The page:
I do not own horses. At least not yet. I now have the privilege to enjoy others’ and who knows what my love for these animals will finally lead to? I sometimes dream of a horse sanctuary, a place where people could come and enjoy their beauty. I would have a gallery and exhibit my art.

I have resisted riding for a while, as I preferred watching horses at liberty. This past September I visited a fabulous Mexican ranch and I was put on a horse’s back…a gracious stallion…and slowly started enjoying it. I realized this ‘give and take’ dynamic simply added a new layer to my connection with them.

My favorite activity so far has been riding and swimming in the ocean bareback. I do not have big riding ambitions, I think I will always do it leisurely. The world looks different from a horse’s back!

Gros Ventre River Ranch, Wyoming
Horseback riding vacation at Gros Ventre River Ranch, Wyoming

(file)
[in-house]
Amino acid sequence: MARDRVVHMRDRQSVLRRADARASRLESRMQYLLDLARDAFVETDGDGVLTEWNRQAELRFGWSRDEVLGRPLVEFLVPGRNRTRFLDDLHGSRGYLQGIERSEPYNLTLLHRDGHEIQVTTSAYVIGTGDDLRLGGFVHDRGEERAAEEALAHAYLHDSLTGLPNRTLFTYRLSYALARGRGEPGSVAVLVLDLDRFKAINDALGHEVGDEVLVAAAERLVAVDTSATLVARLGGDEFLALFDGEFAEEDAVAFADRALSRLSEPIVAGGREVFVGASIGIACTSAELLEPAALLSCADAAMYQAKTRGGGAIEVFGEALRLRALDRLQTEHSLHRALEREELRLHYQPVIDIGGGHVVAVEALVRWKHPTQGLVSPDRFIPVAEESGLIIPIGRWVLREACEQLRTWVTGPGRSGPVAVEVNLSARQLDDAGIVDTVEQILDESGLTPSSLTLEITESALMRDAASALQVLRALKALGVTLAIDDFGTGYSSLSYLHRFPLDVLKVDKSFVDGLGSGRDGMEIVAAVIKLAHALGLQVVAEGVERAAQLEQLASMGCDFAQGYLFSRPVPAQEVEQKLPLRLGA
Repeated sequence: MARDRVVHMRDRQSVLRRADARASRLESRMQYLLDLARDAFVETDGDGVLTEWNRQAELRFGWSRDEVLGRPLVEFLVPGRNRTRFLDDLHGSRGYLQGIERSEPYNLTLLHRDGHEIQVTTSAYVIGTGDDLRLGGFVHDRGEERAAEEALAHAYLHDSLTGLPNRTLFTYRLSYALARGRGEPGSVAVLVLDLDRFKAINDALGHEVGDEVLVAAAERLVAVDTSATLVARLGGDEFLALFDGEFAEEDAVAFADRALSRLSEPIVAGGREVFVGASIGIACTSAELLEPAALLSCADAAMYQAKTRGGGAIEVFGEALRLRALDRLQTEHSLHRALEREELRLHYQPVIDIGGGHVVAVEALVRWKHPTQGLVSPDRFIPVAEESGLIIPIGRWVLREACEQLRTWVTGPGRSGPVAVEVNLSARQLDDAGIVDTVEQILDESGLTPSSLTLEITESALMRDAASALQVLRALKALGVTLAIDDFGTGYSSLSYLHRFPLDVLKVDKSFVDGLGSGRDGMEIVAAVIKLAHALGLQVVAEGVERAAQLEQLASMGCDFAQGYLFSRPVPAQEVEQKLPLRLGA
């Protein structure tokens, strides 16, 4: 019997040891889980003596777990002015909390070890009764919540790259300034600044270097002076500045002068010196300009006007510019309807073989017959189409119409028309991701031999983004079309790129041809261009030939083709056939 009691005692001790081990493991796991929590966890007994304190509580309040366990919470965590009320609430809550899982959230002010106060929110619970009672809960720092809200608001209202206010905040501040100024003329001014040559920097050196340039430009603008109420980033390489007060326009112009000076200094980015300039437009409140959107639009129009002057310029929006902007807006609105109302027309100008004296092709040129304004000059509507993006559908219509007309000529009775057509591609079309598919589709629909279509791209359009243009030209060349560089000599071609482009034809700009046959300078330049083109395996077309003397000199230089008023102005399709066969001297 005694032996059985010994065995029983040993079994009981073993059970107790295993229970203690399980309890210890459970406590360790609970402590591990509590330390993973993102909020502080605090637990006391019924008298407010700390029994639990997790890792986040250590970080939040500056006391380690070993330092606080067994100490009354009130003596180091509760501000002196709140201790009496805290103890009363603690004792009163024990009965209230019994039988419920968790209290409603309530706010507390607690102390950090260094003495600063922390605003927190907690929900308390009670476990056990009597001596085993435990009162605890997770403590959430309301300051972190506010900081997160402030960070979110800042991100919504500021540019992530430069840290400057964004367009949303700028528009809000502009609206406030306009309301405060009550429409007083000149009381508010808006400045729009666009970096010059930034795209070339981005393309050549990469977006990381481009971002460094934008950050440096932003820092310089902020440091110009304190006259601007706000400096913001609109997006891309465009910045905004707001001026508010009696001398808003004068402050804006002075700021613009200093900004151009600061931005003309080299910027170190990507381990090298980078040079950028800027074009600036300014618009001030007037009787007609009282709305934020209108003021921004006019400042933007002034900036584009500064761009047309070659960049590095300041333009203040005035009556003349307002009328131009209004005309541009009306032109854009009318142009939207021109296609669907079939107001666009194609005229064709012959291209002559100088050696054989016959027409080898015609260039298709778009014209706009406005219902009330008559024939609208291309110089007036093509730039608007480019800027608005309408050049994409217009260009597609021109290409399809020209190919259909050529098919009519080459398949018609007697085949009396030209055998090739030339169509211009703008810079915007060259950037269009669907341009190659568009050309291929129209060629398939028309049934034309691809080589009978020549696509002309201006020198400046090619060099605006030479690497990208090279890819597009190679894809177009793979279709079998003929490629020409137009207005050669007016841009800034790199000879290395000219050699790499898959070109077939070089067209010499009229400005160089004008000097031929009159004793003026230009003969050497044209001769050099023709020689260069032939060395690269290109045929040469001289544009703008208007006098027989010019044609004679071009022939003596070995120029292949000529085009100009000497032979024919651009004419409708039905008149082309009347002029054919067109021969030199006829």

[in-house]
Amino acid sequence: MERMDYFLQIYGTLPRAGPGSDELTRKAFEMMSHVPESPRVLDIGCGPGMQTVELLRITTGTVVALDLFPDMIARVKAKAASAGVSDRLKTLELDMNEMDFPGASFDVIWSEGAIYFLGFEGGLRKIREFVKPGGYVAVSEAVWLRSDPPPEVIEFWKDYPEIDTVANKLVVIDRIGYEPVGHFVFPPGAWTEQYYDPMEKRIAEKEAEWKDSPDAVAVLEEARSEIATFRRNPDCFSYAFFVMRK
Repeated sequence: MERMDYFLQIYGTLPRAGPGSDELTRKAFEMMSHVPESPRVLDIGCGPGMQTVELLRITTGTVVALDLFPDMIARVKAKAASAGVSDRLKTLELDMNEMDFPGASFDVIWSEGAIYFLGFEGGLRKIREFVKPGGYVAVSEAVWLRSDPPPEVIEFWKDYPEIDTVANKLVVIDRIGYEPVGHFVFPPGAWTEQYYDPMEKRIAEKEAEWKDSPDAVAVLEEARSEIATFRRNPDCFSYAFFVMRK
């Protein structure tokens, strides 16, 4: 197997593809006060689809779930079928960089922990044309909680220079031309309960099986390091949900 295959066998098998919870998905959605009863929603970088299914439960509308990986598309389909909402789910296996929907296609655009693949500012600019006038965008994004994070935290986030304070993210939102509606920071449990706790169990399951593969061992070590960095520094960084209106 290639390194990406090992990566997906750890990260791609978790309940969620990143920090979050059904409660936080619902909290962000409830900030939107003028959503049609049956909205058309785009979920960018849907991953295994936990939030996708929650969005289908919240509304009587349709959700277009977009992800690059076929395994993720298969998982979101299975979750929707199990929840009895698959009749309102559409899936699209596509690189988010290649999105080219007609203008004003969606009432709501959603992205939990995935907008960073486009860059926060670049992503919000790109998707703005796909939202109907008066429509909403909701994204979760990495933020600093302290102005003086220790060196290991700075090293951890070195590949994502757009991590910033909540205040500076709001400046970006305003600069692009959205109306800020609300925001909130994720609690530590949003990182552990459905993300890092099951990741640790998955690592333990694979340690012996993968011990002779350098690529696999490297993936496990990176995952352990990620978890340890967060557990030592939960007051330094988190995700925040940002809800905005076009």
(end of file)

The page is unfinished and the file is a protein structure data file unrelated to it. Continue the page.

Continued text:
Writing Horseback: What is it about girls and horses?

I think women connect with horses very well given the emotional nature of both subjects. Horses are very sensitive and highly perceptive creatures and I believe this fits in well with how women tend to be. Plus, I think women are, overall, more gentle horse handlers and the animals respond to this approach better. I often feel ‘understood’ while looking into a horse’s eyes. They stand there, in front of me, with no judgment, but pure love. Something that humans can aspire to offering each other…

Writing Horseback: Tell us a little about your involvement with Polo for Heart.

Polo for Heart is a large fundraising event which has brought international Polo players to Toronto for 34 years. It has raised over $5 million for Canada’s Heart and Stroke Foundation. I have been involved by participating in their Art Walk with my fine equine art pieces. I also love donating photo sessions to their silent auction.

Scottsdale, Arizona horses

Writing Horseback: Any additional questions I didn’t ask that you would like to answer?

I often get asked: Why horses?